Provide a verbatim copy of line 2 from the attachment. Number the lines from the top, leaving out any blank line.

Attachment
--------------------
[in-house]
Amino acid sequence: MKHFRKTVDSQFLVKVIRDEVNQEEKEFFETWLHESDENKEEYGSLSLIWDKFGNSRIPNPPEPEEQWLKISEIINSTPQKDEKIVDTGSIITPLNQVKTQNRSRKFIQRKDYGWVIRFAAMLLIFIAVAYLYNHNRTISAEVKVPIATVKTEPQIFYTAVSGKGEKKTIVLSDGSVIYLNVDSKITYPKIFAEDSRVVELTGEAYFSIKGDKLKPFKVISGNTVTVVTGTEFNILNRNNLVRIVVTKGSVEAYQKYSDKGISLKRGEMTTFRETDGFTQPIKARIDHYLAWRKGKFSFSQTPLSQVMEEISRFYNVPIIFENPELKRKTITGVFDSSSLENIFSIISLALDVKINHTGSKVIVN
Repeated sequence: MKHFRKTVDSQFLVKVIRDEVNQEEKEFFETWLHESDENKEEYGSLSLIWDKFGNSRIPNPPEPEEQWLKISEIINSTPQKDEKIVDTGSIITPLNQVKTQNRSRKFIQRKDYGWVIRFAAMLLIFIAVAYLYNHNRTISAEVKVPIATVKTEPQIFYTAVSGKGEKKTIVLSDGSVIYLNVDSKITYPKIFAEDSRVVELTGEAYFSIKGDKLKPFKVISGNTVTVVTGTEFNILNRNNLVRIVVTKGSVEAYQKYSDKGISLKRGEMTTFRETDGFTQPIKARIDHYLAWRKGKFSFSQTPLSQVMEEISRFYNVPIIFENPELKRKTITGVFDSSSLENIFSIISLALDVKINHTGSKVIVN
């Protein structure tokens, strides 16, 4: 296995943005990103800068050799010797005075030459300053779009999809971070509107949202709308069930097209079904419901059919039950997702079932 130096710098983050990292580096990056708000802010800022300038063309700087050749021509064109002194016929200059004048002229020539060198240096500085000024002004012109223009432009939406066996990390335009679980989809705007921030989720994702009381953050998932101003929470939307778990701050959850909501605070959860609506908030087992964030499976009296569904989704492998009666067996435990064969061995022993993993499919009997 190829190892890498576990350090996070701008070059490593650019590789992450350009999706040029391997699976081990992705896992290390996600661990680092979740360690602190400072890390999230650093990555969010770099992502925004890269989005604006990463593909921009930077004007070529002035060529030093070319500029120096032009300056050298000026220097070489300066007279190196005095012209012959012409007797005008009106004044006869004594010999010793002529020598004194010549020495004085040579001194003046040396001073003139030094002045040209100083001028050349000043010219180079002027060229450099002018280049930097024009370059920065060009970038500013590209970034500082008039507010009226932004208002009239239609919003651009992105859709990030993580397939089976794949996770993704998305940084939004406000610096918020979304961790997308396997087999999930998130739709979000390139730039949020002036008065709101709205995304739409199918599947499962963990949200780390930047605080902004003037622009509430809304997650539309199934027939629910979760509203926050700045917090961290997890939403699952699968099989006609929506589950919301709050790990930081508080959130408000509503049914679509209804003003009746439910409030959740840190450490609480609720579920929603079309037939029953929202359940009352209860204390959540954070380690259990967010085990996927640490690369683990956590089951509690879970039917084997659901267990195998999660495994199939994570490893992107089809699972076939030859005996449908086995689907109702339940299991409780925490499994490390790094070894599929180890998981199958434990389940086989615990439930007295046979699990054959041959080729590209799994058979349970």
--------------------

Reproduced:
Amino acid sequence: MKHFRKTVDSQFLVKVIRDEVNQEEKEFFETWLHESDENKEEYGSLSLIWDKFGNSRIPNPPEPEEQWLKISEIINSTPQKDEKIVDTGSIITPLNQVKTQNRSRKFIQRKDYGWVIRFAAMLLIFIAVAYLYNHNRTISAEVKVPIATVKTEPQIFYTAVSGKGEKKTIVLSDGSVIYLNVDSKITYPKIFAEDSRVVELTGEAYFSIKGDKLKPFKVISGNTVTVVTGTEFNILNRNNLVRIVVTKGSVEAYQKYSDKGISLKRGEMTTFRETDGFTQPIKARIDHYLAWRKGKFSFSQTPLSQVMEEISRFYNVPIIFENPELKRKTITGVFDSSSLENIFSIISLALDVKINHTGSKVIVN